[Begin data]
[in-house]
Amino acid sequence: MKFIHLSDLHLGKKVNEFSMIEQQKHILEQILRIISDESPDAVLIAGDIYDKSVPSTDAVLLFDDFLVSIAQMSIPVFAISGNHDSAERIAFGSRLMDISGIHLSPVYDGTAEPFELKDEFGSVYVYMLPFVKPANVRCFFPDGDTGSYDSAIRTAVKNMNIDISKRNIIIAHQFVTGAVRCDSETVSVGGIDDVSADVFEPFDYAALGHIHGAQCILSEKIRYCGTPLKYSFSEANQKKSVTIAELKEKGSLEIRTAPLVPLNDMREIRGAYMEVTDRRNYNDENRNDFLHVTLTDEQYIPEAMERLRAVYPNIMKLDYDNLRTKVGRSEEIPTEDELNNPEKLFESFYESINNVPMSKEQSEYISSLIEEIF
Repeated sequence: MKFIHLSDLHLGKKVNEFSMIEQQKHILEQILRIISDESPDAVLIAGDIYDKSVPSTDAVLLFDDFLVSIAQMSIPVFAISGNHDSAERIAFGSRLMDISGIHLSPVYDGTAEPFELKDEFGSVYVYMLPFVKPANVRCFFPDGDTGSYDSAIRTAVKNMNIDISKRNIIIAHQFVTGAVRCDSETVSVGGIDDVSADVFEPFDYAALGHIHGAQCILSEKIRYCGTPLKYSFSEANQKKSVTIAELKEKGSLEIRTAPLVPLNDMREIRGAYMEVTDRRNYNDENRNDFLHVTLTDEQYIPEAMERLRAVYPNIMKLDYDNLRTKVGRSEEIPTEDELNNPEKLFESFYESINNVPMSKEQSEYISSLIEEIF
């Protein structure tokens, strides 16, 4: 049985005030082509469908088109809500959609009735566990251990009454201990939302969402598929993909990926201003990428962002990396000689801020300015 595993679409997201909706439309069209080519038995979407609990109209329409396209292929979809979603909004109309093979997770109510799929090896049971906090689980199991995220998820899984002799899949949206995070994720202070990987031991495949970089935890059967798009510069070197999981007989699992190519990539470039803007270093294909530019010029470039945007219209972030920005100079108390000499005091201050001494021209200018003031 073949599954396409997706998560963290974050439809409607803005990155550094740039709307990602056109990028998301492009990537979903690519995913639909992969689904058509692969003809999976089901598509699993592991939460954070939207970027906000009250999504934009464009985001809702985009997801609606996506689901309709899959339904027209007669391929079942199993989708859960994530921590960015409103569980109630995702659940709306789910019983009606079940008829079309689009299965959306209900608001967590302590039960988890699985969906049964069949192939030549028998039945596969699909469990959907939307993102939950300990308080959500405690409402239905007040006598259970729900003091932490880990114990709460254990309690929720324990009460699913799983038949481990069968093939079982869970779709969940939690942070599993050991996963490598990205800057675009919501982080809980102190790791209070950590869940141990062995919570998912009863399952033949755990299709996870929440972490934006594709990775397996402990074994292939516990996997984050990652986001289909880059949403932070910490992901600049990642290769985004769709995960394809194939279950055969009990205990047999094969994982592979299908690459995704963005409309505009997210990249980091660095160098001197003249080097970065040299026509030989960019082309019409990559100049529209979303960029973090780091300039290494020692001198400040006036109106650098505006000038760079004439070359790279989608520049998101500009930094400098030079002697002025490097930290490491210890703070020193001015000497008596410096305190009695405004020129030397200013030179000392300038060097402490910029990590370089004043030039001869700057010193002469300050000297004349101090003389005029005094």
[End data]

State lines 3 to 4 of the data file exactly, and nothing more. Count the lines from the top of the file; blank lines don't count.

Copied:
Repeated sequence: MKFIHLSDLHLGKKVNEFSMIEQQKHILEQILRIISDESPDAVLIAGDIYDKSVPSTDAVLLFDDFLVSIAQMSIPVFAISGNHDSAERIAFGSRLMDISGIHLSPVYDGTAEPFELKDEFGSVYVYMLPFVKPANVRCFFPDGDTGSYDSAIRTAVKNMNIDISKRNIIIAHQFVTGAVRCDSETVSVGGIDDVSADVFEPFDYAALGHIHGAQCILSEKIRYCGTPLKYSFSEANQKKSVTIAELKEKGSLEIRTAPLVPLNDMREIRGAYMEVTDRRNYNDENRNDFLHVTLTDEQYIPEAMERLRAVYPNIMKLDYDNLRTKVGRSEEIPTEDELNNPEKLFESFYESINNVPMSKEQSEYISSLIEEIF
């Protein structure tokens, strides 16, 4: 049985005030082509469908088109809500959609009735566990251990009454201990939302969402598929993909990926201003990428962002990396000689801020300015 595993679409997201909706439309069209080519038995979407609990109209329409396209292929979809979603909004109309093979997770109510799929090896049971906090689980199991995220998820899984002799899949949206995070994720202070990987031991495949970089935890059967798009510069070197999981007989699992190519990539470039803007270093294909530019010029470039945007219209972030920005100079108390000499005091201050001494021209200018003031 073949599954396409997706998560963290974050439809409607803005990155550094740039709307990602056109990028998301492009990537979903690519995913639909992969689904058509692969003809999976089901598509699993592991939460954070939207970027906000009250999504934009464009985001809702985009997801609606996506689901309709899959339904027209007669391929079942199993989708859960994530921590960015409103569980109630995702659940709306789910019983009606079940008829079309689009299965959306209900608001967590302590039960988890699985969906049964069949192939030549028998039945596969699909469990959907939307993102939950300990308080959500405690409402239905007040006598259970729900003091932490880990114990709460254990309690929720324990009460699913799983038949481990069968093939079982869970779709969940939690942070599993050991996963490598990205800057675009919501982080809980102190790791209070950590869940141990062995919570998912009863399952033949755990299709996870929440972490934006594709990775397996402990074994292939516990996997984050990652986001289909880059949403932070910490992901600049990642290769985004769709995960394809194939279950055969009990205990047999094969994982592979299908690459995704963005409309505009997210990249980091660095160098001197003249080097970065040299026509030989960019082309019409990559100049529209979303960029973090780091300039290494020692001198400040006036109106650098505006000038760079004439070359790279989608520049998101500009930094400098030079002697002025490097930290490491210890703070020193001015000497008596410096305190009695405004020129030397200013030179000392300038060097402490910029990590370089004043030039001869700057010193002469300050000297004349101090003389005029005094």